Louis Menand's New Yorker article The Unpolitical Animal was a fun read. Some interesting sections:
1. Skepticism about the competence of the masses to govern themselves is as old as mass self-government. Even so, when that competence began to be measured statistically, around the end of the Second World War, the numbers startled almost everyone. ... About forty-two per cent of voters, according to Converse’s interpretation of surveys of the 1956 electorate, vote on the basis not of ideology but of perceived self-interest. The rest form political preferences either from their sense of whether times are good or bad (about twenty-five per cent) or from factors that have no discernible “issue content” whatever. Converse put twenty-two per cent of the electorate in this last category. In other words, about twice as many people have no political views as have a coherent political belief system.
2. In a paper written in 2004, the Princeton political scientists Christopher Achen and Larry Bartels estimate that “2.8 million people voted against Al Gore in 2000 because their states were too dry or too wet” as a consequence of that year’s weather patterns. Achen and Bartels think that these voters cost Gore seven states, any one of which would have given him the election.
3. The most widely known fact about George H. W. Bush in the 1992 election was that he hated broccoli. Eighty-six per cent of likely voters in that election knew that the Bushes’ dog’s name was Millie; only fifteen per cent knew that Bush and Clinton both favored the death penalty. It’s not that people know nothing. It’s just that politics is not what they know.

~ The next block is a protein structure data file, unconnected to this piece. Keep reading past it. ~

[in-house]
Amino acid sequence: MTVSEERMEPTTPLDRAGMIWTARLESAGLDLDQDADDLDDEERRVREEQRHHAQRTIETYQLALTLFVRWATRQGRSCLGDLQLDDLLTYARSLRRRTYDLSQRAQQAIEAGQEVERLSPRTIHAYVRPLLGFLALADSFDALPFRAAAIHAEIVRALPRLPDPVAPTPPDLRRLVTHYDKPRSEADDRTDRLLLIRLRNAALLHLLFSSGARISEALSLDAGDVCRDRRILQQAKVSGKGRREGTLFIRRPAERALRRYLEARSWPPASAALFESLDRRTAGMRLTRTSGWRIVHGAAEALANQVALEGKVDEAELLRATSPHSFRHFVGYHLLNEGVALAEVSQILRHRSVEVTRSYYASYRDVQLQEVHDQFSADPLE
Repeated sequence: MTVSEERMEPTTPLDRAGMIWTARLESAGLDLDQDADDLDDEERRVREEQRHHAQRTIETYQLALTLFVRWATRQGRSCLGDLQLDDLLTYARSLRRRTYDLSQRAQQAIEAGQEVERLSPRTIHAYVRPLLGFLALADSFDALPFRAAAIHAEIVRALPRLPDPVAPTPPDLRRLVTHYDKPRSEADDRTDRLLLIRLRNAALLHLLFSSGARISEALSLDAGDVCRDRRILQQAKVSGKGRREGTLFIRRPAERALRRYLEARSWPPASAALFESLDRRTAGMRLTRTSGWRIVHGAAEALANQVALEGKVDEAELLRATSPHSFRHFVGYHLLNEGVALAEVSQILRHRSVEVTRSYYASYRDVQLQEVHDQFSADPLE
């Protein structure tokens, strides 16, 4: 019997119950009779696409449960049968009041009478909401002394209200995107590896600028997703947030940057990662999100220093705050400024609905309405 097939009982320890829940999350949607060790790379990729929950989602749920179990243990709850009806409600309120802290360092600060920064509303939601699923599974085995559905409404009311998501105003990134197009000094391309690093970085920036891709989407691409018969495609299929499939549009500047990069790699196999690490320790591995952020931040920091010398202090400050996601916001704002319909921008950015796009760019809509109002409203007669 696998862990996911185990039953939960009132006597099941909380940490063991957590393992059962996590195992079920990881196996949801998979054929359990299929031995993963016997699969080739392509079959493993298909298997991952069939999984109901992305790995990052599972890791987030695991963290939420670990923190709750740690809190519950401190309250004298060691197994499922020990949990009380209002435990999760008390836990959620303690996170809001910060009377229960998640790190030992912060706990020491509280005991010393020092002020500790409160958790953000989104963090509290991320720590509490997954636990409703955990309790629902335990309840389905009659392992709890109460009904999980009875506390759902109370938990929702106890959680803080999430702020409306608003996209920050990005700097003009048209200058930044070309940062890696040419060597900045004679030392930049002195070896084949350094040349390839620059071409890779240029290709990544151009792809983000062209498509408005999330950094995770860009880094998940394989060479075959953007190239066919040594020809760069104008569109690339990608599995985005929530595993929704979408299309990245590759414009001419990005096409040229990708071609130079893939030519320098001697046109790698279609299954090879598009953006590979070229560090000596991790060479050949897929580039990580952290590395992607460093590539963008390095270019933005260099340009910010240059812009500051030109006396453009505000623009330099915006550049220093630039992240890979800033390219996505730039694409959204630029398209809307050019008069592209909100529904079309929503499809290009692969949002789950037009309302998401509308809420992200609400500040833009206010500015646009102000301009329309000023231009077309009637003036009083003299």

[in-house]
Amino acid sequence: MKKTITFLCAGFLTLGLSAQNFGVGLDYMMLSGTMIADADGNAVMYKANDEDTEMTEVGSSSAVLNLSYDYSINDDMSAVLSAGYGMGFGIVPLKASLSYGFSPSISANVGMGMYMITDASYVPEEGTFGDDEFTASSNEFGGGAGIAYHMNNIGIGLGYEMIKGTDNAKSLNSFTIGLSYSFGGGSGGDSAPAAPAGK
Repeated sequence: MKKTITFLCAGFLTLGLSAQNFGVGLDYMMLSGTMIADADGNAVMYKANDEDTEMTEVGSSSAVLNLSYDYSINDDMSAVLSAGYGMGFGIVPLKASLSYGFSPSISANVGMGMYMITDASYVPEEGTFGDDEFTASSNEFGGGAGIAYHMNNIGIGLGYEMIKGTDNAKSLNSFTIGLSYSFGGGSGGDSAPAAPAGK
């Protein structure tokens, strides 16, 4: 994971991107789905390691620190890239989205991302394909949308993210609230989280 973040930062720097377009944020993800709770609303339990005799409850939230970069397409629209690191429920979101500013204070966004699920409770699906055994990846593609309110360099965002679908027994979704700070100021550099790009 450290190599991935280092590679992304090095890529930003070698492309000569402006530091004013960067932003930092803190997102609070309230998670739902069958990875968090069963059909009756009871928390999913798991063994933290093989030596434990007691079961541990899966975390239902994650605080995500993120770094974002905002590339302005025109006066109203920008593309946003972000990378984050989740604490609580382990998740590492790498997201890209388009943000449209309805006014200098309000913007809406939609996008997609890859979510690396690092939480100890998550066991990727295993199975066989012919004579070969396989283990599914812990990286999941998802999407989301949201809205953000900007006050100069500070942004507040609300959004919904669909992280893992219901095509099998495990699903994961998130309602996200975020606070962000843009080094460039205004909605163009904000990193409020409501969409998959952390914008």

4. There is nothing in the Constitution requiring candidates to be listed on the ballot with their party affiliations, and, if you think about it, the custom of doing so is vaguely undemocratic. It makes elections a monopoly of the major parties, by giving their candidates an enormous advantage—the advantage of an endorsement right there on the ballot—over everyone else who runs. It is easy to imagine a constitutional challenge to the practice of identifying candidates by party, but it is also easy to imagine how wild the effects would be if voters were confronted by a simple list of names with no identifying tags. Every election would be like an election for student-body president: pure name recognition.